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Children in Iraq still suffering psychologically from war trauma

Bursting into tears, Jasim came forward and embraced his six-year-old son Omer who was shivering and crying excessively with fear "they will take me and kill me," as he had already seen some heavily armed soldiers walking towards them in the volatile province of Diyala.

"My poor son is screaming, completely lost in hysteria as soon as he sees Americans or Iraqi troops," said Jasim who declined to give his full name for security reasons.

Jasim explained the cause of his son's psychological malady that appeared nearly two years ago when Omer saw an insurgent was killed and two others detained by a joint dismounted patrol of U.S. and Iraqi troops during clashes near their house in the provincial capital city of Baquba, some 65 km northeast of Baghdad.

"The bloody fighting had affected severely the psychology of my son who became so scared as soon as he sees armed soldiers," Jasim said with tears in his eyes.

Asked about the roles of psychiatrists in his city in treating his son, Jasim replied hopelessly that he has frequently taken his son to them but his attempts went in vain.

In the past six years, Iraqi children are suffering severely from relentless bloodshed, especially from the fear of being killed or kidnapped.

Um Kholood said that her 7-year-old daughter Kholood had suffered great pain and discomfort since a year and a half ago as a witness of his father being killed by militants.

"My daughter saw veiled armed people killing her father in front of her eyes while she was with him in his car in an area outside Baquba," Um Kholood broke into uncontrollable sobs.

"My daughter's psychology has improved after the incident of her father but it just relapsed when she saw veiled security members in checkpoints or streets," Um Kholood said.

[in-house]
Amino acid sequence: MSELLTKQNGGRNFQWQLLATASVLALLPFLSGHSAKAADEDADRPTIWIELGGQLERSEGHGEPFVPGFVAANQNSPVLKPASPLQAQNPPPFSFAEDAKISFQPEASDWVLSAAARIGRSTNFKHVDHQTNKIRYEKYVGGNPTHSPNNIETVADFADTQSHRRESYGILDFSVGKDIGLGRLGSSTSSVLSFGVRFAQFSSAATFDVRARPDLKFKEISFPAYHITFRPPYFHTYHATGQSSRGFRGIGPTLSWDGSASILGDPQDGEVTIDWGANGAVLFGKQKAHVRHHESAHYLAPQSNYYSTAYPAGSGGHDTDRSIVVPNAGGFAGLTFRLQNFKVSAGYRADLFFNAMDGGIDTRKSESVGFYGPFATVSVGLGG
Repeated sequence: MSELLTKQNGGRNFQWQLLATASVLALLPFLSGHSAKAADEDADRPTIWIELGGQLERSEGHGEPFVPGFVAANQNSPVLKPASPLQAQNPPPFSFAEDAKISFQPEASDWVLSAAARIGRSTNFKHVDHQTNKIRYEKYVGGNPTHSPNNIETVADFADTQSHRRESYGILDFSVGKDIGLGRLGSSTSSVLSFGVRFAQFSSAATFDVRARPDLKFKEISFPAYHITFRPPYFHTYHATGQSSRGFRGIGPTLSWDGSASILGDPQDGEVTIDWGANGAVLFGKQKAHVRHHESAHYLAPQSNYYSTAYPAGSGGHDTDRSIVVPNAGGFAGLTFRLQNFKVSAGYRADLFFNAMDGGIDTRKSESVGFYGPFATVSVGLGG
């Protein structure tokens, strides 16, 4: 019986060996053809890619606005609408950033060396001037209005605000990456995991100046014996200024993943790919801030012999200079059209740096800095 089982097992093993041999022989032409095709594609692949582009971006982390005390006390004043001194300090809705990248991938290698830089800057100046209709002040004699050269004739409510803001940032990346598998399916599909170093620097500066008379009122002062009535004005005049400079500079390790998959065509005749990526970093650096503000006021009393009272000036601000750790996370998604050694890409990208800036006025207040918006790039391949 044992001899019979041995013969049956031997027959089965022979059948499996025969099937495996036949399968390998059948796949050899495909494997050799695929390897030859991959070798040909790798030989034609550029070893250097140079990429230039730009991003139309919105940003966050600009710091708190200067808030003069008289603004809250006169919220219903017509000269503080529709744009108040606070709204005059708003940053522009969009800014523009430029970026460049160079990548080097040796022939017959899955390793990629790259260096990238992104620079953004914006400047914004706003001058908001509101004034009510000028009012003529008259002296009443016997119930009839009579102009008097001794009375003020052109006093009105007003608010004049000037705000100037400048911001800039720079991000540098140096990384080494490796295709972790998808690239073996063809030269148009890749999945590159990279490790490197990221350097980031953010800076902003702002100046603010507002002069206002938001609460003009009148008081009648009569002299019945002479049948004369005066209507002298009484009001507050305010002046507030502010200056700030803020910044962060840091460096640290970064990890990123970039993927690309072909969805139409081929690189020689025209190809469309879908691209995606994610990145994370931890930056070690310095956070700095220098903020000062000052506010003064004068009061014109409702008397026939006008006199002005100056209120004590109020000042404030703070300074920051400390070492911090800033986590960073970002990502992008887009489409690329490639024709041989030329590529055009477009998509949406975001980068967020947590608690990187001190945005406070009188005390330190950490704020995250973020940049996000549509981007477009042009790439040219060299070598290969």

The Iraq war and the following violence had affected millions of children. Lots of Iraqi children have been killed and the lucky survivals are found to be suffering from serious stress. The negative affect of violence on Iraqi children is pervasive and will alter their lives in unimaginable and horrible ways for years.

Some psychological doctors warned that the bloody war and sectarian killings will see children in Iraq growing up either deeply scarred or habituated to violence, which will severely damage their growth.

Six-year-old Khalil Muhiee have the same miserable story with Kholood.

Hiding in a chickens' coop, he saw a group of militants stormed his house in southwest Baquba two years ago and killed his father who was a member of local security forces. "After the militants fled the house, Muhiee got out the coop and saw his father beheaded, lying on the floor stained with his blood, " said Kamal Abdul Rahman, Muhiee's uncle.

Rahman revealed that since that day his nephew has always carried a fake plastic Kalashnikov and said "I will kill the murderers of my father and behead all of them." Khaldoon Qasim, a psychological researcher in Baquba, told Xinhua that a wide slice of children in Diyala suffer deeply from violence in the war-torn country as shootings and bombings have become a part of their daily life. "Horrible images of torn dead bodies scattered in streets and the scenes of their fathers or relatives being killed in front of their eyes will remain firm in the children's minds for many years and will leave negative psychological stamps in their future behaviors," Qasim said.

"They may keep the pattern of violence and hatred going on as they enter adulthood," he added.

Mrs. Nahid Aws, who works as a teacher in a kindergarten in the city of Baquba, said that some children behave cruelly and strangely with their classmates. "I saw a boy in the class carrying a plastic dagger and threatening by waving it towards his classmates," she said.

"Then, I found out that the child is an orphan who has not only seen his father killed by militants but also seen the dead body of his father lying in front of his house for four days. Nobody dared to move it and transfer it to a morgue because the armed groups at that time prevented people from moving the dead bodies killed by them," Aws said. "Such incidents have negative impacts on the child's psychological mood and behavior," Aws said dejectedly, adding that the local psychiatry service for children is very "underdeveloped".

BAQUBA, Iraq, (Xinhua)



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